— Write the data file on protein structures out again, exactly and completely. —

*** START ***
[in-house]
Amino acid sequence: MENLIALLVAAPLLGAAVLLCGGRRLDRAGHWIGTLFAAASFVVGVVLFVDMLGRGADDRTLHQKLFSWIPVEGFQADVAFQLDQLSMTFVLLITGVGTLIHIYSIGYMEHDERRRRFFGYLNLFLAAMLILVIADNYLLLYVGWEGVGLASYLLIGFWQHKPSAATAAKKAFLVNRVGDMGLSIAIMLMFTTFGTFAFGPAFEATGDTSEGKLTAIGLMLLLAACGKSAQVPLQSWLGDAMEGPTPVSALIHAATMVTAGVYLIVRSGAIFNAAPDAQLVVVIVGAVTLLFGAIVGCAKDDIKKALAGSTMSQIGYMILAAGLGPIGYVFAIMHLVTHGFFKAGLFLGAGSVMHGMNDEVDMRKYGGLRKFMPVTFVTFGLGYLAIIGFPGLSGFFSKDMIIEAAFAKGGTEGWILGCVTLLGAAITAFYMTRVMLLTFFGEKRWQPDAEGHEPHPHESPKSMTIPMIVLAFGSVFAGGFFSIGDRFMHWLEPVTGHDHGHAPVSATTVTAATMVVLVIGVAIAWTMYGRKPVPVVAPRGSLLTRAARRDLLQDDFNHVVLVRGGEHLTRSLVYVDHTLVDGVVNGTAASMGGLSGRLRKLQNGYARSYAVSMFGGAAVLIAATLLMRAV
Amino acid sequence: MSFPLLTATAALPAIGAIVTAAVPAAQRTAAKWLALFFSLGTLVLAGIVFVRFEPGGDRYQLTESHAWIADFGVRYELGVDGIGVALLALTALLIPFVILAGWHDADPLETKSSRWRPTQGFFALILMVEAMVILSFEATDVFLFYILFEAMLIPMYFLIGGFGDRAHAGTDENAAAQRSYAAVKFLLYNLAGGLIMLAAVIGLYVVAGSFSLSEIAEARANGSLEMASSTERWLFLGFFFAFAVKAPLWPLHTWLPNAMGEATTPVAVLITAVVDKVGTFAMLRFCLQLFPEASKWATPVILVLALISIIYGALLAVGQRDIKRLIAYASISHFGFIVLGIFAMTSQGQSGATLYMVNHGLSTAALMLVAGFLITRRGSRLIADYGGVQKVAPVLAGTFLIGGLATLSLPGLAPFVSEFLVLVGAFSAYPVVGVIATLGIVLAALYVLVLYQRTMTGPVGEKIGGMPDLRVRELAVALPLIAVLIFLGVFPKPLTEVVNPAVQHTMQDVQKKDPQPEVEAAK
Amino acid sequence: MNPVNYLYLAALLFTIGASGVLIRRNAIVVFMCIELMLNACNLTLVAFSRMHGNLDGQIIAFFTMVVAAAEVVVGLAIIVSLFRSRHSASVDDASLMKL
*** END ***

[in-house]
Amino acid sequence: MENLIALLVAAPLLGAAVLLCGGRRLDRAGHWIGTLFAAASFVVGVVLFVDMLGRGADDRTLHQKLFSWIPVEGFQADVAFQLDQLSMTFVLLITGVGTLIHIYSIGYMEHDERRRRFFGYLNLFLAAMLILVIADNYLLLYVGWEGVGLASYLLIGFWQHKPSAATAAKKAFLVNRVGDMGLSIAIMLMFTTFGTFAFGPAFEATGDTSEGKLTAIGLMLLLAACGKSAQVPLQSWLGDAMEGPTPVSALIHAATMVTAGVYLIVRSGAIFNAAPDAQLVVVIVGAVTLLFGAIVGCAKDDIKKALAGSTMSQIGYMILAAGLGPIGYVFAIMHLVTHGFFKAGLFLGAGSVMHGMNDEVDMRKYGGLRKFMPVTFVTFGLGYLAIIGFPGLSGFFSKDMIIEAAFAKGGTEGWILGCVTLLGAAITAFYMTRVMLLTFFGEKRWQPDAEGHEPHPHESPKSMTIPMIVLAFGSVFAGGFFSIGDRFMHWLEPVTGHDHGHAPVSATTVTAATMVVLVIGVAIAWTMYGRKPVPVVAPRGSLLTRAARRDLLQDDFNHVVLVRGGEHLTRSLVYVDHTLVDGVVNGTAASMGGLSGRLRKLQNGYARSYAVSMFGGAAVLIAATLLMRAV
Amino acid sequence: MSFPLLTATAALPAIGAIVTAAVPAAQRTAAKWLALFFSLGTLVLAGIVFVRFEPGGDRYQLTESHAWIADFGVRYELGVDGIGVALLALTALLIPFVILAGWHDADPLETKSSRWRPTQGFFALILMVEAMVILSFEATDVFLFYILFEAMLIPMYFLIGGFGDRAHAGTDENAAAQRSYAAVKFLLYNLAGGLIMLAAVIGLYVVAGSFSLSEIAEARANGSLEMASSTERWLFLGFFFAFAVKAPLWPLHTWLPNAMGEATTPVAVLITAVVDKVGTFAMLRFCLQLFPEASKWATPVILVLALISIIYGALLAVGQRDIKRLIAYASISHFGFIVLGIFAMTSQGQSGATLYMVNHGLSTAALMLVAGFLITRRGSRLIADYGGVQKVAPVLAGTFLIGGLATLSLPGLAPFVSEFLVLVGAFSAYPVVGVIATLGIVLAALYVLVLYQRTMTGPVGEKIGGMPDLRVRELAVALPLIAVLIFLGVFPKPLTEVVNPAVQHTMQDVQKKDPQPEVEAAK
Amino acid sequence: MNPVNYLYLAALLFTIGASGVLIRRNAIVVFMCIELMLNACNLTLVAFSRMHGNLDGQIIAFFTMVVAAAEVVVGLAIIVSLFRSRHSASVDDASLMKL